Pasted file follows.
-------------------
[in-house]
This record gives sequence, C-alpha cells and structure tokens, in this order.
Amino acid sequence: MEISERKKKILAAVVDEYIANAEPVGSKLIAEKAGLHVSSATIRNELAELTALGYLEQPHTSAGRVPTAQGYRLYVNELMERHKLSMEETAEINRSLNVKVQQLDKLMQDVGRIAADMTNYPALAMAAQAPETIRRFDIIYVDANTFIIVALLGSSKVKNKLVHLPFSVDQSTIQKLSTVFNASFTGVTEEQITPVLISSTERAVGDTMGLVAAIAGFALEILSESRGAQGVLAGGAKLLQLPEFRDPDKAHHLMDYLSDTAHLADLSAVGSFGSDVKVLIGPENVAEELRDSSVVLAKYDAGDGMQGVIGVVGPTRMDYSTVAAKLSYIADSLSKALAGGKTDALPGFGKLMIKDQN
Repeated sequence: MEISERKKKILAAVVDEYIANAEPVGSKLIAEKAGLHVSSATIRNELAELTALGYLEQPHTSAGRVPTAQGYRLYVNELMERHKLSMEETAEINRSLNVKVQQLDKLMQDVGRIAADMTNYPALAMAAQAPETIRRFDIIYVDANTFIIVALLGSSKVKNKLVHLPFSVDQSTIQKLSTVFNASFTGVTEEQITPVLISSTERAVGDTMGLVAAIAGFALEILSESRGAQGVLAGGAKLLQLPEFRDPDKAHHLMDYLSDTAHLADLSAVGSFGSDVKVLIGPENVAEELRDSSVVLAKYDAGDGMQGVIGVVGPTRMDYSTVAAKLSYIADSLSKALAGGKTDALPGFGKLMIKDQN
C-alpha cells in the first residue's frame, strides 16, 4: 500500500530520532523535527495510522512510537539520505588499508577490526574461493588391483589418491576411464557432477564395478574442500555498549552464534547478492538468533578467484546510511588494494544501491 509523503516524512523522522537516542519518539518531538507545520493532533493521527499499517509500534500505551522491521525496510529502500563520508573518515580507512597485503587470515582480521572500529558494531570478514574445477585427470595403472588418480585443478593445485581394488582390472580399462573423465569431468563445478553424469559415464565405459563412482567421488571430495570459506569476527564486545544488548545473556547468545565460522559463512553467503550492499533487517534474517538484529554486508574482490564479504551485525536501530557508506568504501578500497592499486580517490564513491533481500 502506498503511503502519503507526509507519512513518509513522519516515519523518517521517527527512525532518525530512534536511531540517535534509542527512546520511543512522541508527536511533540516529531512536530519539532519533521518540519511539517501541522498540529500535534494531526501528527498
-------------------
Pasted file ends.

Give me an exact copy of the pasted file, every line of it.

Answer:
[in-house]
This record gives sequence, C-alpha cells and structure tokens, in this order.
Amino acid sequence: MEISERKKKILAAVVDEYIANAEPVGSKLIAEKAGLHVSSATIRNELAELTALGYLEQPHTSAGRVPTAQGYRLYVNELMERHKLSMEETAEINRSLNVKVQQLDKLMQDVGRIAADMTNYPALAMAAQAPETIRRFDIIYVDANTFIIVALLGSSKVKNKLVHLPFSVDQSTIQKLSTVFNASFTGVTEEQITPVLISSTERAVGDTMGLVAAIAGFALEILSESRGAQGVLAGGAKLLQLPEFRDPDKAHHLMDYLSDTAHLADLSAVGSFGSDVKVLIGPENVAEELRDSSVVLAKYDAGDGMQGVIGVVGPTRMDYSTVAAKLSYIADSLSKALAGGKTDALPGFGKLMIKDQN
Repeated sequence: MEISERKKKILAAVVDEYIANAEPVGSKLIAEKAGLHVSSATIRNELAELTALGYLEQPHTSAGRVPTAQGYRLYVNELMERHKLSMEETAEINRSLNVKVQQLDKLMQDVGRIAADMTNYPALAMAAQAPETIRRFDIIYVDANTFIIVALLGSSKVKNKLVHLPFSVDQSTIQKLSTVFNASFTGVTEEQITPVLISSTERAVGDTMGLVAAIAGFALEILSESRGAQGVLAGGAKLLQLPEFRDPDKAHHLMDYLSDTAHLADLSAVGSFGSDVKVLIGPENVAEELRDSSVVLAKYDAGDGMQGVIGVVGPTRMDYSTVAAKLSYIADSLSKALAGGKTDALPGFGKLMIKDQN
C-alpha cells in the first residue's frame, strides 16, 4: 500500500530520532523535527495510522512510537539520505588499508577490526574461493588391483589418491576411464557432477564395478574442500555498549552464534547478492538468533578467484546510511588494494544501491 509523503516524512523522522537516542519518539518531538507545520493532533493521527499499517509500534500505551522491521525496510529502500563520508573518515580507512597485503587470515582480521572500529558494531570478514574445477585427470595403472588418480585443478593445485581394488582390472580399462573423465569431468563445478553424469559415464565405459563412482567421488571430495570459506569476527564486545544488548545473556547468545565460522559463512553467503550492499533487517534474517538484529554486508574482490564479504551485525536501530557508506568504501578500497592499486580517490564513491533481500 502506498503511503502519503507526509507519512513518509513522519516515519523518517521517527527512525532518525530512534536511531540517535534509542527512546520511543512522541508527536511533540516529531512536530519539532519533521518540519511539517501541522498540529500535534494531526501528527498